Since the founding of the Turkish Republic in 1923 the national army has enjoyed a special status in the state as the protector of the homeland and the guardian of the republic’s values.
All that has changed since the events that were set in motion on the eve of 15 July.
That date marks the beginning of a new chapter in the status of the institution and its value in political life in Turkey.
Mohamed Abdel-Kader, editor-in-chief of the journal Turkish Affairs, published byAl-Ahram Centre for Political and Strategic Studies, said that the status of the Turkish army was rooted in that institution’s reputation as the founder of the modern republic.
That status was embodied in many ways, most notably in the supra-constitutional articles that enshrine this status and that cannot be amended, whether by the ruling Justice and Development Party (AKP) or any other body in Turkey.
As the repercussions of the attempted coup began to unfold against the Turkish security establishment (armed forces, intelligence agencies, domestic security agencies) in the train of draconian measures that followed, it is clear that that establishment will undergo a structural upheaval of unprecedented scope.
A large segment of the Turkish Armed Forces (TSK) has been ideologised.
But the internal conflict no longer centres around the conventional military-civilian or even religious-secular divides, but rather around an Islamist-Islamist divide.
In the Turkish edition of Islamism, this is between two major blocs that have most infiltrated the security establishment.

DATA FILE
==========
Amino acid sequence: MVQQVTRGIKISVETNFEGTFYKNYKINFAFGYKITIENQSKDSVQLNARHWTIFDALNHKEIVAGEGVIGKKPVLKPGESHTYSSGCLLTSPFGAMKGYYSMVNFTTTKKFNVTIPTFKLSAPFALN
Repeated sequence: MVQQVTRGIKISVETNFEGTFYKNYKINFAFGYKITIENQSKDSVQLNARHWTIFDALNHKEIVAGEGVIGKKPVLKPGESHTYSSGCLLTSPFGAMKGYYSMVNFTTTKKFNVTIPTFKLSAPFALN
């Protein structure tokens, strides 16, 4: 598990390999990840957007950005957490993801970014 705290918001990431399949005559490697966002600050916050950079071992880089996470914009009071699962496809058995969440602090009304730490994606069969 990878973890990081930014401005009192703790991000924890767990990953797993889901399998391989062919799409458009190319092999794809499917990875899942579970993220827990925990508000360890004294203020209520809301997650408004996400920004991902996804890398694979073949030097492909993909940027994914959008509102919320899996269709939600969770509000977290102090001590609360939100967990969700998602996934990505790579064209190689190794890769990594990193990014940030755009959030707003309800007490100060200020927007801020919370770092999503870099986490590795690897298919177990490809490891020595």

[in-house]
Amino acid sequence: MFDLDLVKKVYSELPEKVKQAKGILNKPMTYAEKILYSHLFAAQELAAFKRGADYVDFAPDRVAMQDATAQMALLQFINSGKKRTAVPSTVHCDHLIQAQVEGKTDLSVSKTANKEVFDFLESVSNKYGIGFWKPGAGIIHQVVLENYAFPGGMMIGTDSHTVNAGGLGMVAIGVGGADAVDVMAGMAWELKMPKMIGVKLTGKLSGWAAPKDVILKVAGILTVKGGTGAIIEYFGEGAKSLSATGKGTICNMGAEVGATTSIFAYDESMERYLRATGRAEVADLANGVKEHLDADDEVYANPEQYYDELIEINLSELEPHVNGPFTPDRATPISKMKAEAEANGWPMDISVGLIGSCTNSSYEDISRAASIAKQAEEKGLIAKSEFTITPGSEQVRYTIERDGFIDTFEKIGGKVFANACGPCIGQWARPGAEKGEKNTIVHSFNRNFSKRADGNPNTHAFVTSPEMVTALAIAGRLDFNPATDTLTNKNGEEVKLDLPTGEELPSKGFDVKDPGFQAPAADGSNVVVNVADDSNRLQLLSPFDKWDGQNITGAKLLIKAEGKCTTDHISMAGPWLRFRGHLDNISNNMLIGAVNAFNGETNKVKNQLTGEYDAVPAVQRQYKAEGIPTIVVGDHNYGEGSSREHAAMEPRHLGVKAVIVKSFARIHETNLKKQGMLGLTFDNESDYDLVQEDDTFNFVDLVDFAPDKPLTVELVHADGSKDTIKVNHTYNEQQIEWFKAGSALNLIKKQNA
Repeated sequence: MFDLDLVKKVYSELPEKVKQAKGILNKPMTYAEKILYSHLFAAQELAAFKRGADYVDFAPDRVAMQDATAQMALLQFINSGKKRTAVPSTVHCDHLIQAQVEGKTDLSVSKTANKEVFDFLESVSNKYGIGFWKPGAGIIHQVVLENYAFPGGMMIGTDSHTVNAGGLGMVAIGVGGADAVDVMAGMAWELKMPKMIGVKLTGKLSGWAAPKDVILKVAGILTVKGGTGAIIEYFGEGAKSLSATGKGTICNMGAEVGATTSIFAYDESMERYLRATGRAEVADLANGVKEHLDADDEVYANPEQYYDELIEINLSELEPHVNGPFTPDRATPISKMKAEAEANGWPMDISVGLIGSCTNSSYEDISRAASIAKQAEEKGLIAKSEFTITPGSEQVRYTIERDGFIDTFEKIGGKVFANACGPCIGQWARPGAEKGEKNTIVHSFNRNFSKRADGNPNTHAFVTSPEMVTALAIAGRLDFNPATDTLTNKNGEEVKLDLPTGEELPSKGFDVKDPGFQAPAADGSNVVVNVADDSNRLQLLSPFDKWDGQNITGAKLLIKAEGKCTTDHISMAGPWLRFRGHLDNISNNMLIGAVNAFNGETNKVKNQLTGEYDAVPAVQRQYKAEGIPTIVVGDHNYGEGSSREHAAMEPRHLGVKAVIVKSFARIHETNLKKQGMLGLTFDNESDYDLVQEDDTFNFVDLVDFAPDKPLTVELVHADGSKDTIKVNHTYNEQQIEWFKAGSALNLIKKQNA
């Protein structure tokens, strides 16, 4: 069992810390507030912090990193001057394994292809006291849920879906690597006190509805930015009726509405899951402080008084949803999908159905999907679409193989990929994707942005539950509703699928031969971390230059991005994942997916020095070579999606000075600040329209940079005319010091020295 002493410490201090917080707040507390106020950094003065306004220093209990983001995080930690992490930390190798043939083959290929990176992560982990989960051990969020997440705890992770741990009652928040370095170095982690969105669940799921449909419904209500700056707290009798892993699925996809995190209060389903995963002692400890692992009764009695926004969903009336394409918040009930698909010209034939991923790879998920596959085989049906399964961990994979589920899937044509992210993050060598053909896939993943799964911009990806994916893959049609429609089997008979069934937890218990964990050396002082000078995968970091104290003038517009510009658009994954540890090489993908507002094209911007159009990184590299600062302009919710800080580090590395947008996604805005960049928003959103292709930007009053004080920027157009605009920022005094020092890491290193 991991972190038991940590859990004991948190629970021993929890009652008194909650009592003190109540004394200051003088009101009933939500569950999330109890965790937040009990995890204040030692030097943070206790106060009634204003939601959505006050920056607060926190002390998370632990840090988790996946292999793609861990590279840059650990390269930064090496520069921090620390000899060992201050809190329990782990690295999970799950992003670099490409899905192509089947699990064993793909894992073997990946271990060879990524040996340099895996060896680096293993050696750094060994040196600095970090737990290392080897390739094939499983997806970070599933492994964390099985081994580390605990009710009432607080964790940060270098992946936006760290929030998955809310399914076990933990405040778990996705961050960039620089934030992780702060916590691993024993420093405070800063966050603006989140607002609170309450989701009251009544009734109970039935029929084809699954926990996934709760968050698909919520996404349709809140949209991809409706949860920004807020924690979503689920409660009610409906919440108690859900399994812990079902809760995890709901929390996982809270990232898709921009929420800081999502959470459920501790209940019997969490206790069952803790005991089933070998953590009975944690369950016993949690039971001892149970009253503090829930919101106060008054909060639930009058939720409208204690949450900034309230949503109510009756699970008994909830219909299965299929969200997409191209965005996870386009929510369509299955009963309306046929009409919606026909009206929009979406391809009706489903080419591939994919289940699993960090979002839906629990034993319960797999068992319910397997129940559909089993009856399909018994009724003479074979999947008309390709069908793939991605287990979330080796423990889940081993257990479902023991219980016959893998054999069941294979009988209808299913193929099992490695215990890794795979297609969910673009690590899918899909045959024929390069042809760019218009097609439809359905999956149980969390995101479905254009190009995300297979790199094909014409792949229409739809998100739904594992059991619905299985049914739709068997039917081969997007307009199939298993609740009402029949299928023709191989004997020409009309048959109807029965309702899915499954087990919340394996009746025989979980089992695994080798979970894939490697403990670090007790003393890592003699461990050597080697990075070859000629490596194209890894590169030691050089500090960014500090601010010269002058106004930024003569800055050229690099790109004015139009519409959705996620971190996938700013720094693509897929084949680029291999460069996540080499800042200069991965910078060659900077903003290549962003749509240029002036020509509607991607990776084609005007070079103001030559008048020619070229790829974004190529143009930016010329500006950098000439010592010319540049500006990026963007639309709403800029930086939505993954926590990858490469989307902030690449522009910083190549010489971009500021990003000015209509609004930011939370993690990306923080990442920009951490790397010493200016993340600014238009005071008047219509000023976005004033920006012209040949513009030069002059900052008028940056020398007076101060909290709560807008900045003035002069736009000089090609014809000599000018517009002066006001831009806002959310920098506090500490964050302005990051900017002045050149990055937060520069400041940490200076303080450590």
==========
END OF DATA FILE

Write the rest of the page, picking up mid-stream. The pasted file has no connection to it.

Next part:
“According to the most commonly cited estimates, there are around a million individuals belonging to the [Gülenist] movement, which reveals a bloc of a similar size to the AKP,” said Abdel-Kader.
Many observers believe that this situation in itself is the most telling manifestation of the changes that have been taking place in the security establishment over the past four decades.
The purges that Erdogan and his government set into motion following the aborted coup encompassed, among other targets, about a third of the military leadership hierarchy.
The government also introduced measures to restructure the military establishment which, some predict, will prove severely counterproductive.
General Mohamed Qashqoush of the Nasser Higher Military Academy believes that this period will last about a decade.
“It will take a long time to overcome, firstly, those insults [to the Turkish Armed Forces] that were visible in many scenes of the coup attempt and, secondly, those unprecedented measures in the history of the military establishment,” he said in an interview with Al-Ahram Weekly.
“Moreover, this will not only affect the relationship between the military establishment and government authorities. Its impact will extend to all other security organs in the state that are superseding the Turkish army and acquiring powers at its expense.”
Referring to the 1986 riots of Egyptian conscripts in the Egyptian Central Security Forces (CSF), Qashqoush related: “When the CSF events erupted and the police were unable to bring the situation under control, the army acted immediately. I recall that in a meeting with the minister of defense at the time, Field Marshal Abdel-Halim Abu Ghazala, he gave us strict orders to respect the police and not to insult them.”